On the gameplay front, things aren’t much better. In fact, they’re probably somehow worse. The best way I can describe Past Cure concerning its movement and gunplay would be to have you imagine a third-person action game from fifteen years ago. Got it? Awesome. Now I want you to imagine that same sort of early 2000s third-person game with more imprecise aiming and a character that feels like his knees don’t bend when walking — a note we alluded to in our previous vertical slice preview of the game. This image should hopefully help give you a better picture of what its like to play Past Cure.
Even writing this, I’m honestly so baffled that Past Cure is somehow worse in terms of controls than games I was playing when I was in grade school. This in conjunction with terrible AI, boring weapons, and as I mentioned earlier, “powers” that literally do nothing other than occasionally slow down time make for a snoozefest of an experience. Past Cure also encourages you to use stealth to your advantage quite a bit, and boy, those play out just about as well as you would expect. I have a more significant issue with video games as a whole that throw in unneeded stealth mechanics and Past Cure has joined that list.
All of the action sequences that occur take place within some incredibly recycled environments with one parking garage section being specifically egregious. Past Cure is an ugly looking game that also suffers frequently from texture pop-in. Plus, the character design is straight-up–I’m running out of negative descriptive adjectives–abhorrent from main characters like Ian to the slew of soldiers you’ll come across. The finalized character models in Past Cure look like early concept models that’d you’d see in the early days of game development for other titles.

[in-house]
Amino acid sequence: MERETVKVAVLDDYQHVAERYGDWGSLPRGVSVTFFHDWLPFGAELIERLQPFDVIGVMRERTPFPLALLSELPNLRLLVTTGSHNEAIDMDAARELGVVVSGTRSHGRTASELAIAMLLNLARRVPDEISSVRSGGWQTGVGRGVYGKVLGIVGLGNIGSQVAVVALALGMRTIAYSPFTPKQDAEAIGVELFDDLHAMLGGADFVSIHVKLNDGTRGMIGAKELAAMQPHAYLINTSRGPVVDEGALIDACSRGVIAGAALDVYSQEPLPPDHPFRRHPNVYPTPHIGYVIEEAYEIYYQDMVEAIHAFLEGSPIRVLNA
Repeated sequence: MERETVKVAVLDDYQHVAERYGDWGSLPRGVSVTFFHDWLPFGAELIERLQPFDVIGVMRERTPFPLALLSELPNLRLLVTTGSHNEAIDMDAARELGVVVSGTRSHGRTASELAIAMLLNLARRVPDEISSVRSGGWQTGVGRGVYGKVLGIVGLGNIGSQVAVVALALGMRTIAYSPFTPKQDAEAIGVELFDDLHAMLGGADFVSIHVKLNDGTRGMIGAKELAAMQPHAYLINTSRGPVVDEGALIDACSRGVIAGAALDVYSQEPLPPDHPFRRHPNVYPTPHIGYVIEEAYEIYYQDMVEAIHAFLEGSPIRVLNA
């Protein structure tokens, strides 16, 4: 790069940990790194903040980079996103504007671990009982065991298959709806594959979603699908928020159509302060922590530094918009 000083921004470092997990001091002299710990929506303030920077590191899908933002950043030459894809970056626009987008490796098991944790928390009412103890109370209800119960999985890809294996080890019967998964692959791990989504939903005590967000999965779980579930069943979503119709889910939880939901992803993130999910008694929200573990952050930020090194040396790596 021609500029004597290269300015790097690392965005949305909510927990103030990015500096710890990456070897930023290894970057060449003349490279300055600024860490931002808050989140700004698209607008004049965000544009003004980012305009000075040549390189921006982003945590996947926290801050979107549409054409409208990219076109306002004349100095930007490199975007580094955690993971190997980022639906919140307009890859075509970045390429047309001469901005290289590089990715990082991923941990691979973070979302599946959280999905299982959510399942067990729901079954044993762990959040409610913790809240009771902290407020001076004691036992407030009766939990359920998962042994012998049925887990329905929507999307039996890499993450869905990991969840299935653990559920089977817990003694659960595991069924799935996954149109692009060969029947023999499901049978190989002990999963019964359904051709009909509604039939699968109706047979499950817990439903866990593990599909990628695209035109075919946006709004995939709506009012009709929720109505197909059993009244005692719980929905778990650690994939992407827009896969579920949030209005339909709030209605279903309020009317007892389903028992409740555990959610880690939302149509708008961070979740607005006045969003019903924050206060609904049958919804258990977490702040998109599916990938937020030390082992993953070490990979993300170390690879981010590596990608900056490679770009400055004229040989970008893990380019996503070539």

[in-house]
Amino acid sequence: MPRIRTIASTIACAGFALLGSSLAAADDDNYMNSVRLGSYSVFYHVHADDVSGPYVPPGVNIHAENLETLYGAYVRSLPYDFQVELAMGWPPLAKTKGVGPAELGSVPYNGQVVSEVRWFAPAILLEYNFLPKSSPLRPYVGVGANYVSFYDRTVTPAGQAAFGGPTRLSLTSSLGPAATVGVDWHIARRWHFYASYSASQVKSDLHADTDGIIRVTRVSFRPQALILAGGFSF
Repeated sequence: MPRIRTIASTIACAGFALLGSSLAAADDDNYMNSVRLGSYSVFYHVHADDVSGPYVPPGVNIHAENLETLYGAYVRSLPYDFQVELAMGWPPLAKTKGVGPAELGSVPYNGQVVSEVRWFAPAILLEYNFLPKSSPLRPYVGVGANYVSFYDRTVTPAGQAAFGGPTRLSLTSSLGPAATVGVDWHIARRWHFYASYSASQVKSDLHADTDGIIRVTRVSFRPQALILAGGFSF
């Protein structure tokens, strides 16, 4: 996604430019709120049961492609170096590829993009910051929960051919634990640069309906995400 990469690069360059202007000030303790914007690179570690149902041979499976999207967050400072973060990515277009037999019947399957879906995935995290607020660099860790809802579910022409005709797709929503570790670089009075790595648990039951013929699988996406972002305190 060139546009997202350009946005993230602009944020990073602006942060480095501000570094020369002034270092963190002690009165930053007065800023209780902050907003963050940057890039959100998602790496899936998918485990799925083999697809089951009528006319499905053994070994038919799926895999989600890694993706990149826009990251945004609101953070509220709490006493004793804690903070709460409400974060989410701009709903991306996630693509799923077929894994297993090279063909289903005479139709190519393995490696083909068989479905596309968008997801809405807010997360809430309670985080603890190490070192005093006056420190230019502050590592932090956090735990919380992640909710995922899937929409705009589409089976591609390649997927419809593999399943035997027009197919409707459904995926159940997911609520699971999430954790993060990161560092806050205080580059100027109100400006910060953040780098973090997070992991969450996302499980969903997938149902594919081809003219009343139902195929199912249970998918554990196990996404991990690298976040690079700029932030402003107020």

A handful of technical issues plagued my already gaudy experience in Past Cure more than it needed to be. While playing on PS4, the game crashed for me twice, and I saw a handful of graphical errors. Worst of all of these was a glitch that kept me from witnessing the game’s final cutscene. As of now, Phantom 8 has told me they are familiar with this bug, and I hope that it will be fixed upon final release.
Perhaps my biggest issue with Past Cure above everything else I have mentioned is that it feels so uninspired. I’m hard-pressed to believe that Phantom 8 Studio found anything in Past Cure to be what I would consider “fun” because there’s just none to be had. If you were to play this game and tell me that you had a great time with it, I would encourage you to check your pulse because you’re probably dead. In all seriousness though, I just can’t understand what Phantom 8 was trying to accomplish with this project because it doesn’t feel unique or fleshed out in any way.
The only positive thing I can say about Past Cure is that I’ve taken this hit and played the game for you so that you don’t have to. In a time where I believe games are better than ever, I implore you to spend your hard-earned free time cozying up to literally any other game — even Superman 64. Past Cure is not just the worst game I have played over the past few years; it’s now on the shortlist of worst games I’ve ever played in my life.